- some fresh chillies
- 2 heaped tsp smoked paprika
- 1 tsp fennel seeds, crushed
- 2 tsp dried oregano and/or marjoram
- 2 red, orange or yellow peppers
- 1 x 400g tin tomatoes
- 2 tbsp red wine vinegar
- rice, soured cream, wraps to serve
Heat the oven to 180C. Fry the pork, fat-side down, in some olive oil in an 0ven-proof casserole for about 15 minutes. When the fat has rendered a bit, put the pork to one side and fry the onions, chilli, paprika, fennel seeds, herbs and peppers for about 10 minutes. Then add the tomatoes, red wine vinegar and pop the pork back in. Top up with water and put in the oven for an hour or two, until the pork is cooked and pulls apart in tender strands.
Serve with rice and / or wraps and soured cream. Delicious.
Just made the most delicious chicken to go with a small Middle Eastern medley… made with some spices from Jerusalem.
- 2 chicken breasts, cut into strips
- 2 or 3 tsp of zatar (a mix of thyme, marjoram, oregano, sumac and sesame seeds)
- 2 garlic cloves
- 1/2 tsp seasalt
- 1/2 tsp hot smoked paprika
- 1 tsp cranberry jelly (don’t ask why – it just worked!)
- squeeze of lemon juice
- 1 tbsp olive oil
- 1 tsp agave nectar, or other sweetening agent
- 1/4 onion
Pound the garlic and salt into a paste and add all the other ingredients. Mush up into a thick gloopy paste, which you then smother over the chicken meat. Leave it marinade for as long as you can, then fry in olive oil on a high heat to begin with with a quarter onion cut into thick slices. Reduce the heat and turn the chicken to ensure it is cooked all the way through.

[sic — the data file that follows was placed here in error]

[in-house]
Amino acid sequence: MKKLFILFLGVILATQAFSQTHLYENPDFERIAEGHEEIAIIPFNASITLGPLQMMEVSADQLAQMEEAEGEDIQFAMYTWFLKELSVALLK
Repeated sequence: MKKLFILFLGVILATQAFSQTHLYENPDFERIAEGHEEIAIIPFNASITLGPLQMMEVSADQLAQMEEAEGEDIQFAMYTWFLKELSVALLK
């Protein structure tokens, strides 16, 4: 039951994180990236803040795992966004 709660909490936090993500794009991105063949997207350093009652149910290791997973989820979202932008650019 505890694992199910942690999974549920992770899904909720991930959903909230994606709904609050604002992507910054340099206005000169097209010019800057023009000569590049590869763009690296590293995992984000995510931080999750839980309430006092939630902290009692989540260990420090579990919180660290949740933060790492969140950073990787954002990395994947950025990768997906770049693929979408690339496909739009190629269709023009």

We had this with warmed pitta bread, salad, couscous, home-made hummus and falafels. Utterly divine.
This is adapted from a recipe in Rick Stein’s Fruits of the Sea – only we didn’t have conger eel or tamarind – though if Waitrose do a line of ‘ESSENTIAL conger eel’, I wouldn’t be entirely surprised. This is a delicious, quick, easy, economical meal that helps keep hunger at bay and the wolf from the door.
- 2 Sainsbury’s Basics frozen white fish fillets, defrosted and chopped into large chunks
- Optional: handful of defrosted frozen prawns
- 1 onion
- 1 red pepper
- 2 fresh chillies
- small (160ml Waitrose Essentials) tin of coconut cream
- 3 cloves of garlic
- tin or carton of Basics chopped tomatoes
- 3 tsp ground coriander
- 2 tsp ground cumin
- 1 tsp turmeric powder
- thumb-sized piece of fresh ginger
- small handful of fresh coriander
- 1 tbsp vegetable oil
To make the paste, whizz up in a blender the chillies, ground coriander, cumin, ginger, turmeric & garlic.
Fry the onions and red peppers in some oil, add the paste – fry for a bit more so the spices seep into the oil, then add the tomatoes and coconut cream. Bring to the boil, add the fish and simmer for 20 minutes with a lid on. Add some chopped fresh coriander at the end, and serve with boiled basmati rice. Delicious and warming on a dark and stormy winter’s night waiting for Sherlock to come on TV.